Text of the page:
leadnoun [ U ]

us /led/

lead noun [ U ] (METAL)

a dense, soft, dark gray metal, used esp. in combination with other metals and in batteries (= devices that produce electricity):

Lead pipes in many older houses have been replaced by copper ones.
fig. The day after running a marathon, my legs felt like lead (= heavy and tired).

lead noun [ U ] (PENCIL)

the black writing material made of graphite, used esp. in the center of a pencil

(Definición de lead del Cambridge Academic Content Dictionary © Cambridge University Press)

lead en inglés de negocios

Ver todas las traducciones


uk /liːd/ us led /led/ , led /led/

[ T ] to be in charge of a group of people, an organization, or a situation:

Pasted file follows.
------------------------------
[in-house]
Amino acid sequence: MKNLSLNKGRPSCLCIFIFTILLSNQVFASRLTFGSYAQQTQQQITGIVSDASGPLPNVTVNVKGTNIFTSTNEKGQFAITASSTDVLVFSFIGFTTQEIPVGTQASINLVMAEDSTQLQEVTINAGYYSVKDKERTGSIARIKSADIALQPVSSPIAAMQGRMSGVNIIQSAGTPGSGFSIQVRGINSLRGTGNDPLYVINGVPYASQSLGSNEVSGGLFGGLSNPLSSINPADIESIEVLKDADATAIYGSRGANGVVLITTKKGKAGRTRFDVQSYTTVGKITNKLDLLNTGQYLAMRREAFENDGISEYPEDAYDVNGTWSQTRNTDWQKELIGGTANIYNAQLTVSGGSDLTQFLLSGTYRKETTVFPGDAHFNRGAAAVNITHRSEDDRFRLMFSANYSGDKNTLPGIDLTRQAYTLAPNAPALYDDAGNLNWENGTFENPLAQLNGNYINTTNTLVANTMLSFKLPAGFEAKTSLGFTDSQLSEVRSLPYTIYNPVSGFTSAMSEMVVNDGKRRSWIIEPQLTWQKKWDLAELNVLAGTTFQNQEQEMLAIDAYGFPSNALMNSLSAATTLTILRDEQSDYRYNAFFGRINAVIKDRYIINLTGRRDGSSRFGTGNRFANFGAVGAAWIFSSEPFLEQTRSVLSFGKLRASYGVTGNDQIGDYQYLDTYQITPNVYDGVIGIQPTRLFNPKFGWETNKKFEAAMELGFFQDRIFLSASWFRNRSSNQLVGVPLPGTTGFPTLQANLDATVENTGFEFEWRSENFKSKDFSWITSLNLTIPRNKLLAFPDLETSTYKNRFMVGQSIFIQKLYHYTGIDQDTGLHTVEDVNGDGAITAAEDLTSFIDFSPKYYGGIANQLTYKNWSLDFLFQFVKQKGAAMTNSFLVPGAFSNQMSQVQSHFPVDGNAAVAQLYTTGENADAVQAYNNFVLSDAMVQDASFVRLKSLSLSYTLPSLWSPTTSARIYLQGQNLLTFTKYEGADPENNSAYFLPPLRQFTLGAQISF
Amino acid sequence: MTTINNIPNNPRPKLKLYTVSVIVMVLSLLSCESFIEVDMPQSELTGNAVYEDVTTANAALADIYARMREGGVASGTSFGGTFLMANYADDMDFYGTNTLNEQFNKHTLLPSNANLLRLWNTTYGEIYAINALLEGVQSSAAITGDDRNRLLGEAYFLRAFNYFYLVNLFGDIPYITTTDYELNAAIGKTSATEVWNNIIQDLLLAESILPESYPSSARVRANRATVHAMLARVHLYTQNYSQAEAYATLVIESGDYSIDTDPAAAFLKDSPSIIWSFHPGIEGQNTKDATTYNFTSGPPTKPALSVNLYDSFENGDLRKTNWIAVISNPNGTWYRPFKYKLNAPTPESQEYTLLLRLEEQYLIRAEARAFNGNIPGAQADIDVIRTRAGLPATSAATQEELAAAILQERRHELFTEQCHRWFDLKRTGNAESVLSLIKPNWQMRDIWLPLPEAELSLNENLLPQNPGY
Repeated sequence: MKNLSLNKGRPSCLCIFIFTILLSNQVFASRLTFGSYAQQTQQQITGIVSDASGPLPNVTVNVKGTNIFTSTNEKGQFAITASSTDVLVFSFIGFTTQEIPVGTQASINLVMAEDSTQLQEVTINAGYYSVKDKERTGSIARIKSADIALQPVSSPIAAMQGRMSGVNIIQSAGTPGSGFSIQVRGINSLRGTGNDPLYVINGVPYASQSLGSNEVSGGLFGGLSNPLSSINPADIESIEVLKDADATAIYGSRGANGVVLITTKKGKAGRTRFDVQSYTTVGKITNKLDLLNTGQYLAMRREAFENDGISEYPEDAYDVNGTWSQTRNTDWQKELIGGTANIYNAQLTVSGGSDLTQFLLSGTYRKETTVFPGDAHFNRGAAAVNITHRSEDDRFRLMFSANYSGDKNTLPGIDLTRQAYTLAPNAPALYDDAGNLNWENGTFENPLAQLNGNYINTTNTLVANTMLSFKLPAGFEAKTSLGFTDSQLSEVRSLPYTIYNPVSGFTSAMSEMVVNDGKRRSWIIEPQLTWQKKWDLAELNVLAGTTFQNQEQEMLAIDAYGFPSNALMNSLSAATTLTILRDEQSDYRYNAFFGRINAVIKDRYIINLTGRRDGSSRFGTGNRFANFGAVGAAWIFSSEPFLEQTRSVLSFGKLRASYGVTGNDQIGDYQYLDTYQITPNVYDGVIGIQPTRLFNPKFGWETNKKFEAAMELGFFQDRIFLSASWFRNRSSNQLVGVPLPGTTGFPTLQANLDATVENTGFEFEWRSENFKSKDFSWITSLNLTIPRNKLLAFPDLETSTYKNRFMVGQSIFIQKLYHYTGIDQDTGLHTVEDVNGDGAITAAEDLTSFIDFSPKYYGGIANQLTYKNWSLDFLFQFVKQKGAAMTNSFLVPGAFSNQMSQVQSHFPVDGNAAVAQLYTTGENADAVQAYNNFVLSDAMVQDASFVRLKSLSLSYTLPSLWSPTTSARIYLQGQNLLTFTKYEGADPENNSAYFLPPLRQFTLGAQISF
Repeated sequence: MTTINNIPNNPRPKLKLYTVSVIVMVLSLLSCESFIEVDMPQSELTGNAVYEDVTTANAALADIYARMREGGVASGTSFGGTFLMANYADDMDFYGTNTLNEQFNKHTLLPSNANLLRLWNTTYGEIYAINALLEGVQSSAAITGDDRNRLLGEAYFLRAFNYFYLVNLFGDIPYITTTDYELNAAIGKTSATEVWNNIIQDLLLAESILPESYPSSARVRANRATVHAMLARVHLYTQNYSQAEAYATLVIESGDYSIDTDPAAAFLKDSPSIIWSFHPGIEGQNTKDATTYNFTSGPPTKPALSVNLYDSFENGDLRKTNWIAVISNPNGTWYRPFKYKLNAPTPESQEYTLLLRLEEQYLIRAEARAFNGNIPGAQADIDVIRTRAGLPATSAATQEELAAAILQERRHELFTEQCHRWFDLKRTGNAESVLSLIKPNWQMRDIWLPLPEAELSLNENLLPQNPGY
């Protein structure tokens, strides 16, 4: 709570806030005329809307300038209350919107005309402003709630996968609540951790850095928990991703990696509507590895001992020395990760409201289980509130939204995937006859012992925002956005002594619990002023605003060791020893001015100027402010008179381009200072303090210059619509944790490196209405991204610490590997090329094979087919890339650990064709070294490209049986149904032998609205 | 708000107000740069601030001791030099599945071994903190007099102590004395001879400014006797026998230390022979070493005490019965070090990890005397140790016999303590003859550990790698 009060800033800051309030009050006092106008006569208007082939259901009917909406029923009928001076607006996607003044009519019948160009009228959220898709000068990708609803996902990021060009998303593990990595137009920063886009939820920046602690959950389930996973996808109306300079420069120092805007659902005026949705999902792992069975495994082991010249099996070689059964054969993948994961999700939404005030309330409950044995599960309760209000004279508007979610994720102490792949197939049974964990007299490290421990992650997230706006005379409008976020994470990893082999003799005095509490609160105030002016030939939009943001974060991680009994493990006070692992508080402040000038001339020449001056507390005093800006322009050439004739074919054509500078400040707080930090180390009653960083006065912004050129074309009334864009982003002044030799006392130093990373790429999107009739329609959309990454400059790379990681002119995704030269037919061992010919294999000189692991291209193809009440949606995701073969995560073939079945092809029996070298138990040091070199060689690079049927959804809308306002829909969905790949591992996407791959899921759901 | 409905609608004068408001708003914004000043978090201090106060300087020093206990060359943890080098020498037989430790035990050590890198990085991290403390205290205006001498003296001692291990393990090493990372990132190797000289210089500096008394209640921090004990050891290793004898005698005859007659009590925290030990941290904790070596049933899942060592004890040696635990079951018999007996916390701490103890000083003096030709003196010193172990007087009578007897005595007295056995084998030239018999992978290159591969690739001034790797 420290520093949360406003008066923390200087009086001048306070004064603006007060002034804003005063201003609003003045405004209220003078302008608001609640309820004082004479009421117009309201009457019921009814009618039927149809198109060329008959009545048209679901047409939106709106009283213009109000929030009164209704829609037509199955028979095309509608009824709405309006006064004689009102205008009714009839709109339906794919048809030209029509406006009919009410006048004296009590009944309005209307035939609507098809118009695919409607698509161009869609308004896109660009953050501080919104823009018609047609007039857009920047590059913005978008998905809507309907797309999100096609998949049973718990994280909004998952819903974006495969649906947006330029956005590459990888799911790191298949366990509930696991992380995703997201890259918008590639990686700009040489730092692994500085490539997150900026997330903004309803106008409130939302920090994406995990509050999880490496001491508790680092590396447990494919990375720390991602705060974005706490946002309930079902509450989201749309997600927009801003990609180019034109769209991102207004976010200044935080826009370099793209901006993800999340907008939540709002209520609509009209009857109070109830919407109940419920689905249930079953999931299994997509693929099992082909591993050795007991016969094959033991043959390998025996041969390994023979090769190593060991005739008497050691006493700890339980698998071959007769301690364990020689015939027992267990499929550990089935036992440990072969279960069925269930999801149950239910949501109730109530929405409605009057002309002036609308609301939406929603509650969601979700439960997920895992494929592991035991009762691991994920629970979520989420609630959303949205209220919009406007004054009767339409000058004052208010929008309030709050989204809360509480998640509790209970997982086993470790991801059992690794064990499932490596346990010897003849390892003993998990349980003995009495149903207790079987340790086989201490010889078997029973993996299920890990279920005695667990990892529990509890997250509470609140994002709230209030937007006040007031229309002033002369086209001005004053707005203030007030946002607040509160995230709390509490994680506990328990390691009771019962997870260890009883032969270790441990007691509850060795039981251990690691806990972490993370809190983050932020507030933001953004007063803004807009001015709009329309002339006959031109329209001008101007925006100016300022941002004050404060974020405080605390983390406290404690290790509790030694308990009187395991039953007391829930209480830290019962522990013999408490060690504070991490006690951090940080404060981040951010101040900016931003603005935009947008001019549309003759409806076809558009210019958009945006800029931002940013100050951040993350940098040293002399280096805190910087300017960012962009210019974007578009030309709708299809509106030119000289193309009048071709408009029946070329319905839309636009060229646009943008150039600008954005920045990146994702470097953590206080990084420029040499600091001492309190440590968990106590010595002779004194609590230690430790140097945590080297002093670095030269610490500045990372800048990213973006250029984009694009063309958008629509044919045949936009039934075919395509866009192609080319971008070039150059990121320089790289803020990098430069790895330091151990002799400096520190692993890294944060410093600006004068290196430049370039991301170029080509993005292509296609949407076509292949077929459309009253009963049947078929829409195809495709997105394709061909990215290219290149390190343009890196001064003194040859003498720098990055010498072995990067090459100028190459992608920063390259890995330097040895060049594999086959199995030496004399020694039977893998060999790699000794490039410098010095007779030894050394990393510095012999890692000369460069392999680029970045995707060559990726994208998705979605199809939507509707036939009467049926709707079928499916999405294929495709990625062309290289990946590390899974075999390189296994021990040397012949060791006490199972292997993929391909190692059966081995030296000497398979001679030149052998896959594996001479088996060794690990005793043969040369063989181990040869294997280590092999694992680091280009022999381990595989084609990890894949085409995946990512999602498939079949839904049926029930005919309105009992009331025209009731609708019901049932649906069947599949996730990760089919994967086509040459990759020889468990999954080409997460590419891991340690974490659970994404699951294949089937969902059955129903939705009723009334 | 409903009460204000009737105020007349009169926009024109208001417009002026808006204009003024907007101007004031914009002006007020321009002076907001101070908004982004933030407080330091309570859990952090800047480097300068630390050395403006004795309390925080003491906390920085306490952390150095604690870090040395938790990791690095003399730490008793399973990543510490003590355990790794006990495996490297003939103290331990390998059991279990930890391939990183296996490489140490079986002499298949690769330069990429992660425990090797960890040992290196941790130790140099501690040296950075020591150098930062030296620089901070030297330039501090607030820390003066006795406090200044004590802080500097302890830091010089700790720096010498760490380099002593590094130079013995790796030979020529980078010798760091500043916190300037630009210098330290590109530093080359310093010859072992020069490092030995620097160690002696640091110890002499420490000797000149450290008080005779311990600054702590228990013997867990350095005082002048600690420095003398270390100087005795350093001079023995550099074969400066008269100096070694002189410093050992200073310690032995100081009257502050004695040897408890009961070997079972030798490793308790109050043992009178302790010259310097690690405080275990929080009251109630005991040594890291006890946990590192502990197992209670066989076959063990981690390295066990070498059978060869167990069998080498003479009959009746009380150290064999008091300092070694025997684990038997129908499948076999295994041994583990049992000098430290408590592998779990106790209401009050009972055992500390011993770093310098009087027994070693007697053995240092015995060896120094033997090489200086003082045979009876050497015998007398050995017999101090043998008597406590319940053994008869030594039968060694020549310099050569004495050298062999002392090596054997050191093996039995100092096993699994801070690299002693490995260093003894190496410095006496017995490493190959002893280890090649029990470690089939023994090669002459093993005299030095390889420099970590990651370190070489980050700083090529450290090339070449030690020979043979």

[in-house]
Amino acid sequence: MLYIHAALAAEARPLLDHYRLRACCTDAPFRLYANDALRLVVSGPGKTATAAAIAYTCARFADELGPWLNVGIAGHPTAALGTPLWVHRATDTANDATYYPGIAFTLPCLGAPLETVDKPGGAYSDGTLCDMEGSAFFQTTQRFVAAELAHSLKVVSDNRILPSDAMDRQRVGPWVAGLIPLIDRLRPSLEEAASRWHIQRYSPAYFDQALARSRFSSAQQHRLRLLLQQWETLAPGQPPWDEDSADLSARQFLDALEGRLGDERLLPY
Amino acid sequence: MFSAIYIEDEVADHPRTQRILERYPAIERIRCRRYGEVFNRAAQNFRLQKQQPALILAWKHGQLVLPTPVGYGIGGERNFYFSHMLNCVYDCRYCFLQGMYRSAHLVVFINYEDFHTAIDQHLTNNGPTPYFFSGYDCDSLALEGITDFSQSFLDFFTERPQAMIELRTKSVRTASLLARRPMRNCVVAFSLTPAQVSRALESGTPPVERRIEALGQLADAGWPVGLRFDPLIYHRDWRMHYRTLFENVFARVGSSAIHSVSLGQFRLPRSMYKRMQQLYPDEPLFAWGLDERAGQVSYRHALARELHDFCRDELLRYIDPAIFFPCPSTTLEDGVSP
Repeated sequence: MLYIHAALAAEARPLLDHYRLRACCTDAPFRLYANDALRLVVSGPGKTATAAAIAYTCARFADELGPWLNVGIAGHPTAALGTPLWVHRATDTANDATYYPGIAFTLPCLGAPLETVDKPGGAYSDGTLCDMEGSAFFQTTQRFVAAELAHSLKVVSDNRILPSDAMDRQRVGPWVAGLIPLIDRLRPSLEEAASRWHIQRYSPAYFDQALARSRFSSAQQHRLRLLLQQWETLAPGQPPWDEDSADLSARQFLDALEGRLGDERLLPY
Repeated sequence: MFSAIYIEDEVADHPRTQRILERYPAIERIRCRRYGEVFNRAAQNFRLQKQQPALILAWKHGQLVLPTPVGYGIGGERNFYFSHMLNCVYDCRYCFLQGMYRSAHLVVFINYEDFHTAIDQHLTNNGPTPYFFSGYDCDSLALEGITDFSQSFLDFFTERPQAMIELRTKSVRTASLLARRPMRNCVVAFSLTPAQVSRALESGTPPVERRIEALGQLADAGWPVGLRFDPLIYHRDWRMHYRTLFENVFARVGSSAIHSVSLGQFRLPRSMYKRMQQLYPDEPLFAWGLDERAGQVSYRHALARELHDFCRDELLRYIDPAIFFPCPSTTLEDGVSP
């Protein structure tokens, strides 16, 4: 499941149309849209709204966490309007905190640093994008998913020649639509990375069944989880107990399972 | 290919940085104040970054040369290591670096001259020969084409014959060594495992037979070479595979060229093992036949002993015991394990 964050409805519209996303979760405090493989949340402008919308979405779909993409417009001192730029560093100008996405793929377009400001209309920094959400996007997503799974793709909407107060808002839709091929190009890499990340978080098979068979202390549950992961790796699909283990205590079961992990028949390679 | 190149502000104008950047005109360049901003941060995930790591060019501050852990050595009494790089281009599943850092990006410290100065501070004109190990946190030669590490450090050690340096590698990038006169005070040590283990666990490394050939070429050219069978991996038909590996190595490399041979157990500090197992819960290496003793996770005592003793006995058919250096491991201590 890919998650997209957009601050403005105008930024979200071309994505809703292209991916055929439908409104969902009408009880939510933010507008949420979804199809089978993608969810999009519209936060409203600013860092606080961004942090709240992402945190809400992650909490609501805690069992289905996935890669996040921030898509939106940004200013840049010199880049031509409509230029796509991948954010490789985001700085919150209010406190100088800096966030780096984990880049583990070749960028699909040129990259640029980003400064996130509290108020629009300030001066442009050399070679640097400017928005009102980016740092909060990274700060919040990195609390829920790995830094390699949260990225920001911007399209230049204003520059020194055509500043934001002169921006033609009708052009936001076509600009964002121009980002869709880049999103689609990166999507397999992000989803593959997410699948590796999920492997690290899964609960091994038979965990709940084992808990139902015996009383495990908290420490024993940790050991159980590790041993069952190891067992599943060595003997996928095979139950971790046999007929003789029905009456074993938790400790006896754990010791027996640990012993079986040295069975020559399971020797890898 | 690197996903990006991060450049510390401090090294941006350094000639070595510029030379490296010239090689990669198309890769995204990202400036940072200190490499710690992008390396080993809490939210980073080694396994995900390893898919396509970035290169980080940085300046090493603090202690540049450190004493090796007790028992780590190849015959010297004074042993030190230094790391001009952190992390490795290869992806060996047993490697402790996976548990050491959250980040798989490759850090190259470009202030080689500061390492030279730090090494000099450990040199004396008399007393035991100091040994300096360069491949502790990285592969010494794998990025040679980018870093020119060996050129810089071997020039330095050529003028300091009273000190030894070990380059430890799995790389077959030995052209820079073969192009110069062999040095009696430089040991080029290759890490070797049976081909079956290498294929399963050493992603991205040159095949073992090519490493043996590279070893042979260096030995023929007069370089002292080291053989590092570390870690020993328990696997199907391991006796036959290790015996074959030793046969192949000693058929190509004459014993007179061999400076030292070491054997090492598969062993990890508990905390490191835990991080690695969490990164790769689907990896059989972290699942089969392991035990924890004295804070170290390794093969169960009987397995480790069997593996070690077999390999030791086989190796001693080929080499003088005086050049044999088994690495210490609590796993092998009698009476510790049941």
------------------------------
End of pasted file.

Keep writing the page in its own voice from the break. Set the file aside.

They led a management buy-out of the business, raising €10m in capital.
She has been promoted to lead a team that focuses on product development.
He leads the company's worldwide marketing and sales division.

[ I or T ] to be in front, be first, or be winning in a particular situation or area of business:

German, Swiss, and Scandinavian banks lead the internet-based financial services market in Europe.

[ T ] to happen before something else happens:

to influence someone to do sth:

lead sb/sth to do sth Sharply lower profit has led the company to begin an aggressive cost-cutting plan.
lead from the front

to be actively involved in what you are encouraging others to do:

The chairman needs to lead from the front and try to resolve the conflicts.
lead the field/pack/world

to be better or more successful than other people or things:

For ISAs, building societies again led the pack, with 16 of the 20 top-paying providers.
lead the way